Megan Volpert is the author of 5 books on communication & pop culture. She edited the Lammy finalist & ALA-honored anthology This assignment is so gay: LGBTIQ Poets on the Art of Teaching. She is currently serving as her school’s Teacher of the Year. Predictably, is her website.

Jon Riccio studied viola performance at Oberlin College and the Cleveland Institute of Music. An MFA candidate at the University of Arizona, his work has appeared or is forthcoming in CutBank’s All Accounts and Mixture, Four Chambers, Paper Nautilus, Blast Furnace, Bird’s Thumb, Plenitude, Stone Highway Review, Waxwing and elsewhere.


there are some cool things happening on the internet:

Rachel Zolf writes on Juliana Spahr’s The Transformation over at Lemon Hound

A great profile on Ammiel Alcalay, written by Cole Heinowitz, is up at the Boston Review

Maria Damon writes on poetic isolation and collective clumsiness at Jacket2

Lucy Ives on disingenuity at the Poetry Foundation blog

Hans Ulrich Obrist’s list of ten things you need to know about now at Vogue


new books out:

Letters & Buildings by Thomas Hummel — Subito Press

Diana’s Tree by Alejandra Pizarnik — Ugly Duckling Presse

Ending in Planes by Ruth Ellen Kocher — Noemi Press

Essay Stanzas by Thomas Meyer — The Song Cave

One is None by Katlin Kaldmaa — A Midsummer Night’s Press

REVIEW: The Constitution by Brian Foley


By Sally McCallum

This book begins with a self assessment. “Already we need / hay to fill / our effigies.” Already: even at its incipient moment, what constitutes of self-thing is called in to question. And even as the self grows, it recalls the ruins of what came before:

Put something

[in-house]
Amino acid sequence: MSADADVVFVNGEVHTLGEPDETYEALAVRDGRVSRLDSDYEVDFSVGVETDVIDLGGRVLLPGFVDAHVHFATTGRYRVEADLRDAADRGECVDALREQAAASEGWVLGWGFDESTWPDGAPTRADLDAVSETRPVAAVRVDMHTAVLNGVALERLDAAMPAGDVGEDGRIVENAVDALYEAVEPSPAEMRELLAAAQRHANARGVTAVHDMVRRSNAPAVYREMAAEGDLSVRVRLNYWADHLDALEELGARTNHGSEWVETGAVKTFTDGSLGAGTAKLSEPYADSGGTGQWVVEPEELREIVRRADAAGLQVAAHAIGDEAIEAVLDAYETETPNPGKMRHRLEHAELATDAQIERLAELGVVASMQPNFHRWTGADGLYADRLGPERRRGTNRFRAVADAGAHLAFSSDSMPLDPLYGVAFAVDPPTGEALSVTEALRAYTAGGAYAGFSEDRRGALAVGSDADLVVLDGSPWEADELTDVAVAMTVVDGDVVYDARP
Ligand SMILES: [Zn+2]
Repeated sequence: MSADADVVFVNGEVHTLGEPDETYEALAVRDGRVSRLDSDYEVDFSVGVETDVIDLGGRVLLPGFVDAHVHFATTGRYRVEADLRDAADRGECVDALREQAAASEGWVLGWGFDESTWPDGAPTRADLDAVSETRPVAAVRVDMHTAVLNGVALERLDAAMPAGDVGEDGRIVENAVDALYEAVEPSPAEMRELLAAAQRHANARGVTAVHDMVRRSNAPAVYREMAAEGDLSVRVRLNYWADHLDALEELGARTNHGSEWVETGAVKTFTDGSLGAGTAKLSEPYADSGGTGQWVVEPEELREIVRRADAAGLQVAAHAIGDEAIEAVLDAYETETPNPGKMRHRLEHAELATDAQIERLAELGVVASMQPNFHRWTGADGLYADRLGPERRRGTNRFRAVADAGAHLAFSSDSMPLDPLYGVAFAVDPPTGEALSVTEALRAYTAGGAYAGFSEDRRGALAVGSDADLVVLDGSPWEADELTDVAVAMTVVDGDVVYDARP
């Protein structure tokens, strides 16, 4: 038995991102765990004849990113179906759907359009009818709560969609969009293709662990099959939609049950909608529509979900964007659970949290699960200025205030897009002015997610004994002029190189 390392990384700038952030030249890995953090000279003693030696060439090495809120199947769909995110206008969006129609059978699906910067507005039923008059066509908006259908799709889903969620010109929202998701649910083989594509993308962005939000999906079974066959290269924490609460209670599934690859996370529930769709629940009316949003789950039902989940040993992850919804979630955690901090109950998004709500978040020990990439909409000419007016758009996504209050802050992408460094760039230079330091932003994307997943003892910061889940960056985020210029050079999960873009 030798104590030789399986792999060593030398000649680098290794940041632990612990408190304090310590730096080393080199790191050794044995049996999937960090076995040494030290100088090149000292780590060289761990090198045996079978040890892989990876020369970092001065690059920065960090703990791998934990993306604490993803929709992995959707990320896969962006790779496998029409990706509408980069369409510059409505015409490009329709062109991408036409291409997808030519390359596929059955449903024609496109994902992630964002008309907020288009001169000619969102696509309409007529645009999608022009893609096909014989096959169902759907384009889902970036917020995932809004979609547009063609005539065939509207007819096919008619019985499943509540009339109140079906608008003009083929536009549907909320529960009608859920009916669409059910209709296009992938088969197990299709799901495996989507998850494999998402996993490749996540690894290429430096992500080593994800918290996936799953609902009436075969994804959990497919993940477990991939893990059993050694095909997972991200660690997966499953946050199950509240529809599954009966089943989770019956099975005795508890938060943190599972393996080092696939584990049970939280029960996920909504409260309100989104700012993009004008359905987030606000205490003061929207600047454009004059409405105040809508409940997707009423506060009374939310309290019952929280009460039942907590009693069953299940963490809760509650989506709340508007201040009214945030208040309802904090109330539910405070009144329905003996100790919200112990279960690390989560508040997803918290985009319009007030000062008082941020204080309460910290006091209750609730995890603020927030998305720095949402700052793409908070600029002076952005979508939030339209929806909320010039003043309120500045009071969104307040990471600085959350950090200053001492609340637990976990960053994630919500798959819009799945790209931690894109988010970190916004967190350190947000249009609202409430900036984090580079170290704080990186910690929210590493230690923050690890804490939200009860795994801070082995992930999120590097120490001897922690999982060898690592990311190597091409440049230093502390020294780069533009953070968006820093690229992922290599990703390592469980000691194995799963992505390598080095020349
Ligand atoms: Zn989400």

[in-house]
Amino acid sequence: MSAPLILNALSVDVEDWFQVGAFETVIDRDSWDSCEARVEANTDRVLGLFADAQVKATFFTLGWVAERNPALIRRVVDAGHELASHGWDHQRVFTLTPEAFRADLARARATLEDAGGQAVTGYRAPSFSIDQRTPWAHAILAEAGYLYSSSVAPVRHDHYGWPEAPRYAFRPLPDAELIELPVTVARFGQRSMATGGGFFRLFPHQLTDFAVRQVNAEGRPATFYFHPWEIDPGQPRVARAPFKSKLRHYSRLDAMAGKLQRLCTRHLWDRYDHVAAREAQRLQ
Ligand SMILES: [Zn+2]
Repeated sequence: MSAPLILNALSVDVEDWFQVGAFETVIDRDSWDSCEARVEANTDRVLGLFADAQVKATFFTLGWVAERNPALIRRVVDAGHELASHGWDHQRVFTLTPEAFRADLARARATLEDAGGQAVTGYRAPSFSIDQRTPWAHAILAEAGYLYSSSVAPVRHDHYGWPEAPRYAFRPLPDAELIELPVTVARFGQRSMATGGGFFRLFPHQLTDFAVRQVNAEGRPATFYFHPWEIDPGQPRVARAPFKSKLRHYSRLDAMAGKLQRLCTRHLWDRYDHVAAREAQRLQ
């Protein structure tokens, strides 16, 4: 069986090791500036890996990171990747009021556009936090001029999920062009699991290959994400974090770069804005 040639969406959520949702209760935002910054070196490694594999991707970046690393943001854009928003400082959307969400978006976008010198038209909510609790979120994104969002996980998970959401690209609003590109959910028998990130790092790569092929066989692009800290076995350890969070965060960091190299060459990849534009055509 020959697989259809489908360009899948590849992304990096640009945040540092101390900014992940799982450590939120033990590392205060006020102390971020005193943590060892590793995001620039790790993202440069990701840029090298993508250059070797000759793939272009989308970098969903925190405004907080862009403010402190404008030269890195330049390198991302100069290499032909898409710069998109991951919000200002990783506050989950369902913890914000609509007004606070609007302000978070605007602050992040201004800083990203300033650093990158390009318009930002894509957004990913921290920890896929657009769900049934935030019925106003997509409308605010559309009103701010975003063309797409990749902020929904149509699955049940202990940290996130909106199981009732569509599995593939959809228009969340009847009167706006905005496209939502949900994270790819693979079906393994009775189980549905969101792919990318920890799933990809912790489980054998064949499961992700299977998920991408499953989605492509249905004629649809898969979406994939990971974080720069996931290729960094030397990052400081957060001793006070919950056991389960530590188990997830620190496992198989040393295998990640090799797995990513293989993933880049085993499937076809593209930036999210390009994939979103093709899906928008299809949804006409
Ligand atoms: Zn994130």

in it & leave

it to leaven.

It will rise like
the chimney
that stands

after the house.

When I was asked to review this book, I had some doubts. It is entitled The Constitution, so I thought, oh, the USA. And I have recently developed an allergic reaction to writing that takes up the task of examining national identity, really any national identity, but writing that deals with American national identity in particular – I’ve lately just been really cranky about it (I was living abroad). It seems to me such dialogs must necessarily write too many people out. For nearly any sort of person, of any sort of history, has had grounds to be defined as fundamentally American, at some point. And then saying, that very fact is what is defines America, seems too facile to me. Can’t we stop asking what is really American, I have been saying to myself.

As it turns out, this book was more or less what I needed to read. Because it’s not specifically about a nation, this nation – if you want it to be, sure, it could be, but well, only sort of – and because the task of examining any sort of identity is bound to leave us a bit desperate, a bit winded, but also exhilarated, maybe and if not hopeful than energetic.

One of the book’s epigraphs, from Ezra Pound, reads : To say many things is equal to having a home.